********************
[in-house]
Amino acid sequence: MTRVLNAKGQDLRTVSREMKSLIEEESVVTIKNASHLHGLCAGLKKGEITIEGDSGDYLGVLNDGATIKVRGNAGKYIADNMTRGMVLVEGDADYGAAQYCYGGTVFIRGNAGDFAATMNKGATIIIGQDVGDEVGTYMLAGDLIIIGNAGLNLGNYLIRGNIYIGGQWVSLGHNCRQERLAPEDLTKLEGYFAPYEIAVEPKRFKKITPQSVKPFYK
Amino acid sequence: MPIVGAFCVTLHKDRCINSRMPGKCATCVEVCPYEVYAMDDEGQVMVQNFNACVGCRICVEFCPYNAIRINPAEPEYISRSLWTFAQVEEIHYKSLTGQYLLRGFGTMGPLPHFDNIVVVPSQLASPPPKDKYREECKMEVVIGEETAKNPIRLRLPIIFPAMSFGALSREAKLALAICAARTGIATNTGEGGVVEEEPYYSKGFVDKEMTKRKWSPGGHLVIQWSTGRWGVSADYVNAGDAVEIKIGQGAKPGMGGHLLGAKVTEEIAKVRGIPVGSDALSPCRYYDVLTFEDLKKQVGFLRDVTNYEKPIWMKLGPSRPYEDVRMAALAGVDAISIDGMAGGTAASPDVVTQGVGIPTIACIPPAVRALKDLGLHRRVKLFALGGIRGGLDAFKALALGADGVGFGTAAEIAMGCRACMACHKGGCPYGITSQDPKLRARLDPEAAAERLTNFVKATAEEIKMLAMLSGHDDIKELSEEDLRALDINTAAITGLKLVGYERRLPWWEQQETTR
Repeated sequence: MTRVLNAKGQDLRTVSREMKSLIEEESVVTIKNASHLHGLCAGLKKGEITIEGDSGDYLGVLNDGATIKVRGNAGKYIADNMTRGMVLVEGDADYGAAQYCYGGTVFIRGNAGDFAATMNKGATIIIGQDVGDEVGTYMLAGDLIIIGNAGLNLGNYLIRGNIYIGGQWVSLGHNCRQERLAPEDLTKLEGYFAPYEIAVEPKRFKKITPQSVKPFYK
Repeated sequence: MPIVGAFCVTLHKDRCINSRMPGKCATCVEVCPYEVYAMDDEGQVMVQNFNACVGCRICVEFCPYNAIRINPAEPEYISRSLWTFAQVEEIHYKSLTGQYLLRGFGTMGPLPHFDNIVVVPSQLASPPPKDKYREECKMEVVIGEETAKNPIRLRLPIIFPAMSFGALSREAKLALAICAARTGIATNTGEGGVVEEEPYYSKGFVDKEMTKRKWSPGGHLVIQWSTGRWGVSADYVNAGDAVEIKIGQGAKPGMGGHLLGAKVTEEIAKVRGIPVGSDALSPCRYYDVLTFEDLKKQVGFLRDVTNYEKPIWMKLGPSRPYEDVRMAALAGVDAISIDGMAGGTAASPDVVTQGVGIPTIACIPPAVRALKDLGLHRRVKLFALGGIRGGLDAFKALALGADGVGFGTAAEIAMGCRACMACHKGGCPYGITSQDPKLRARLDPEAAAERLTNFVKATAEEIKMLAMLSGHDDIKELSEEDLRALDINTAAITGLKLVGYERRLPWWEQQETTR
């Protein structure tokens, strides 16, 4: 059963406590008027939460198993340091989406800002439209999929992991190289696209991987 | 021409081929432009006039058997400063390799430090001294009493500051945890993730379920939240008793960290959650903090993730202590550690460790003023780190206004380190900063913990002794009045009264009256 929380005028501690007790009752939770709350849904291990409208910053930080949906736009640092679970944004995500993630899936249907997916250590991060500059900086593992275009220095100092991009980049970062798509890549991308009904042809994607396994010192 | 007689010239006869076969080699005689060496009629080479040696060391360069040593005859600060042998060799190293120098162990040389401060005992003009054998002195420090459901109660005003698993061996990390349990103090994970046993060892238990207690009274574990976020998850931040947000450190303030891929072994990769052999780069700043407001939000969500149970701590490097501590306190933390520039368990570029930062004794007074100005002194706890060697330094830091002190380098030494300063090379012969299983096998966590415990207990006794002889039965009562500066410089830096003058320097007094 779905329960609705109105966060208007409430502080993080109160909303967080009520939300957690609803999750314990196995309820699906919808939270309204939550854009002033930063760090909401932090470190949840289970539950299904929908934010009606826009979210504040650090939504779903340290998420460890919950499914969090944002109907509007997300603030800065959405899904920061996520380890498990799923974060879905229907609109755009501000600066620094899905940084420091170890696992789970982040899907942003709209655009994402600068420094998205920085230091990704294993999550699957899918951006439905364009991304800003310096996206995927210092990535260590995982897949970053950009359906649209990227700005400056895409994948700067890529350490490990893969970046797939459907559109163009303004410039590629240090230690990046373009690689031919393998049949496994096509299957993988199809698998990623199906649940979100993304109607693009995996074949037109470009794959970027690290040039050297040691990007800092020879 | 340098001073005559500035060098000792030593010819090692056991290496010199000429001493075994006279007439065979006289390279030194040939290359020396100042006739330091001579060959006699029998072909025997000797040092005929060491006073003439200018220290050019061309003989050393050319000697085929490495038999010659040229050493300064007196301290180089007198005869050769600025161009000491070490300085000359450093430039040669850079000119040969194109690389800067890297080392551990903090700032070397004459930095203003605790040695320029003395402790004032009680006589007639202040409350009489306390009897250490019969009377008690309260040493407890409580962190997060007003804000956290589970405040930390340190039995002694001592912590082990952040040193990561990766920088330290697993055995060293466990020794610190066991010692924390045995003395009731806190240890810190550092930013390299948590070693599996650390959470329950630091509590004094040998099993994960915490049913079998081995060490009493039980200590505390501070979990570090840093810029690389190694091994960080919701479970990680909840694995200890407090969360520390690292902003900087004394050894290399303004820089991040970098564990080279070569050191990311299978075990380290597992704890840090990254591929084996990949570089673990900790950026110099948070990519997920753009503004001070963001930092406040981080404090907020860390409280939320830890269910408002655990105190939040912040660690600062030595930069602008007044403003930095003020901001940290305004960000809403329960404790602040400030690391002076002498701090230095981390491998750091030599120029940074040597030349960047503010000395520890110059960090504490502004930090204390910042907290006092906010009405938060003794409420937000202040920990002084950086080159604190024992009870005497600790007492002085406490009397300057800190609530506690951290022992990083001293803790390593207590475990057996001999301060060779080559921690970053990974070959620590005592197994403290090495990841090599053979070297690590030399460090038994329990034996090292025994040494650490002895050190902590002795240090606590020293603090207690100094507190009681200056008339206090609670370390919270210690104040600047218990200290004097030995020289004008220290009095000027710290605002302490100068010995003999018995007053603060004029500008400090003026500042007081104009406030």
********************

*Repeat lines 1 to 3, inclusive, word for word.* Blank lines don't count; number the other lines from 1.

[in-house]
Amino acid sequence: MTRVLNAKGQDLRTVSREMKSLIEEESVVTIKNASHLHGLCAGLKKGEITIEGDSGDYLGVLNDGATIKVRGNAGKYIADNMTRGMVLVEGDADYGAAQYCYGGTVFIRGNAGDFAATMNKGATIIIGQDVGDEVGTYMLAGDLIIIGNAGLNLGNYLIRGNIYIGGQWVSLGHNCRQERLAPEDLTKLEGYFAPYEIAVEPKRFKKITPQSVKPFYK
Amino acid sequence: MPIVGAFCVTLHKDRCINSRMPGKCATCVEVCPYEVYAMDDEGQVMVQNFNACVGCRICVEFCPYNAIRINPAEPEYISRSLWTFAQVEEIHYKSLTGQYLLRGFGTMGPLPHFDNIVVVPSQLASPPPKDKYREECKMEVVIGEETAKNPIRLRLPIIFPAMSFGALSREAKLALAICAARTGIATNTGEGGVVEEEPYYSKGFVDKEMTKRKWSPGGHLVIQWSTGRWGVSADYVNAGDAVEIKIGQGAKPGMGGHLLGAKVTEEIAKVRGIPVGSDALSPCRYYDVLTFEDLKKQVGFLRDVTNYEKPIWMKLGPSRPYEDVRMAALAGVDAISIDGMAGGTAASPDVVTQGVGIPTIACIPPAVRALKDLGLHRRVKLFALGGIRGGLDAFKALALGADGVGFGTAAEIAMGCRACMACHKGGCPYGITSQDPKLRARLDPEAAAERLTNFVKATAEEIKMLAMLSGHDDIKELSEEDLRALDINTAAITGLKLVGYERRLPWWEQQETTR